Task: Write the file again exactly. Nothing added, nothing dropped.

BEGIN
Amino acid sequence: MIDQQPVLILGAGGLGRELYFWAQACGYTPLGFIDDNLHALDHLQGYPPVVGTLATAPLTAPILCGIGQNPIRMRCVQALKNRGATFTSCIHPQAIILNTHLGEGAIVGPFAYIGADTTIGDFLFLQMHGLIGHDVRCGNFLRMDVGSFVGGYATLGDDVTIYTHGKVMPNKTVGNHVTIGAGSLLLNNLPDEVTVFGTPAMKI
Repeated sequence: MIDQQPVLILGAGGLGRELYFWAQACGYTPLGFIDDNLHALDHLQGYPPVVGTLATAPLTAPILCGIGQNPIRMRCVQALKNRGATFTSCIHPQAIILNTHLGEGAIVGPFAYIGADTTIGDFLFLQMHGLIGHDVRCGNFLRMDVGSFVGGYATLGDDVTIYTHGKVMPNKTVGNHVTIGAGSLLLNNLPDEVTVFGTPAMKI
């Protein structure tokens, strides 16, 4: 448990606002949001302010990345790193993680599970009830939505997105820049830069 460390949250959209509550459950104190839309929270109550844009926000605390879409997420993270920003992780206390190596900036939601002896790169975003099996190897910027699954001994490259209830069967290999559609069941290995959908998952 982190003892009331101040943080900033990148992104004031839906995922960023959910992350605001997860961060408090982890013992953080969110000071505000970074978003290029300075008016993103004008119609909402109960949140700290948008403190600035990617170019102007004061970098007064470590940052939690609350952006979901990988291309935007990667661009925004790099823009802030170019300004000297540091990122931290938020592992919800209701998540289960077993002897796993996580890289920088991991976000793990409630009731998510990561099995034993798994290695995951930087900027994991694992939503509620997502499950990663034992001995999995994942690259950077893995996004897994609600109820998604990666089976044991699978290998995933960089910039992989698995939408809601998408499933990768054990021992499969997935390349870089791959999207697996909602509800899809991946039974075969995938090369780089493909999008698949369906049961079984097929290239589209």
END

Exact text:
Amino acid sequence: MIDQQPVLILGAGGLGRELYFWAQACGYTPLGFIDDNLHALDHLQGYPPVVGTLATAPLTAPILCGIGQNPIRMRCVQALKNRGATFTSCIHPQAIILNTHLGEGAIVGPFAYIGADTTIGDFLFLQMHGLIGHDVRCGNFLRMDVGSFVGGYATLGDDVTIYTHGKVMPNKTVGNHVTIGAGSLLLNNLPDEVTVFGTPAMKI
Repeated sequence: MIDQQPVLILGAGGLGRELYFWAQACGYTPLGFIDDNLHALDHLQGYPPVVGTLATAPLTAPILCGIGQNPIRMRCVQALKNRGATFTSCIHPQAIILNTHLGEGAIVGPFAYIGADTTIGDFLFLQMHGLIGHDVRCGNFLRMDVGSFVGGYATLGDDVTIYTHGKVMPNKTVGNHVTIGAGSLLLNNLPDEVTVFGTPAMKI
């Protein structure tokens, strides 16, 4: 448990606002949001302010990345790193993680599970009830939505997105820049830069 460390949250959209509550459950104190839309929270109550844009926000605390879409997420993270920003992780206390190596900036939601002896790169975003099996190897910027699954001994490259209830069967290999559609069941290995959908998952 982190003892009331101040943080900033990148992104004031839906995922960023959910992350605001997860961060408090982890013992953080969110000071505000970074978003290029300075008016993103004008119609909402109960949140700290948008403190600035990617170019102007004061970098007064470590940052939690609350952006979901990988291309935007990667661009925004790099823009802030170019300004000297540091990122931290938020592992919800209701998540289960077993002897796993996580890289920088991991976000793990409630009731998510990561099995034993798994290695995951930087900027994991694992939503509620997502499950990663034992001995999995994942690259950077893995996004897994609600109820998604990666089976044991699978290998995933960089910039992989698995939408809601998408499933990768054990021992499969997935390349870089791959999207697996909602509800899809991946039974075969995938090369780089493909999008698949369906049961079984097929290239589209």